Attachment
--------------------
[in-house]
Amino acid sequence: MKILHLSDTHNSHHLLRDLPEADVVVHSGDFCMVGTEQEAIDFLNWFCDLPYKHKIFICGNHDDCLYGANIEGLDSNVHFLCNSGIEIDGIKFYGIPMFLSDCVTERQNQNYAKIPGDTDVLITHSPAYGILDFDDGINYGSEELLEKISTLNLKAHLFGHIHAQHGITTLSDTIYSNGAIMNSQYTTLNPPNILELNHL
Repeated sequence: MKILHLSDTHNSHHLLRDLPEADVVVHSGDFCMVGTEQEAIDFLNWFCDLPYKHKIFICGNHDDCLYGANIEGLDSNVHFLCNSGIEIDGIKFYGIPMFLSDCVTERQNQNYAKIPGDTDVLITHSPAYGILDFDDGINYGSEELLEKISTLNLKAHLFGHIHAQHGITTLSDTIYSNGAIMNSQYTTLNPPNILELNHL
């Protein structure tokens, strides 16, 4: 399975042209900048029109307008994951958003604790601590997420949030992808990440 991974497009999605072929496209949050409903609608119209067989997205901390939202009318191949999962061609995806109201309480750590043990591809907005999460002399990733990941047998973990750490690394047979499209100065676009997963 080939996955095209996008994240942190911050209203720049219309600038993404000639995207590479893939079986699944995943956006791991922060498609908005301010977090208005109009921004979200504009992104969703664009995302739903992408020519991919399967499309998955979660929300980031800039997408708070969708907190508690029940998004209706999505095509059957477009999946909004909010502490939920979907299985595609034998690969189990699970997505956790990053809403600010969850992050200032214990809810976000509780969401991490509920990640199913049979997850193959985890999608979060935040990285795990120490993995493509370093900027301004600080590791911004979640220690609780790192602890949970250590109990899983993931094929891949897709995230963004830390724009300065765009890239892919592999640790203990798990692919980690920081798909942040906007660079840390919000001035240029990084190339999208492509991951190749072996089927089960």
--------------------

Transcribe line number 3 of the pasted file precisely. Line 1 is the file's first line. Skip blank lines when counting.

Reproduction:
Repeated sequence: MKILHLSDTHNSHHLLRDLPEADVVVHSGDFCMVGTEQEAIDFLNWFCDLPYKHKIFICGNHDDCLYGANIEGLDSNVHFLCNSGIEIDGIKFYGIPMFLSDCVTERQNQNYAKIPGDTDVLITHSPAYGILDFDDGINYGSEELLEKISTLNLKAHLFGHIHAQHGITTLSDTIYSNGAIMNSQYTTLNPPNILELNHL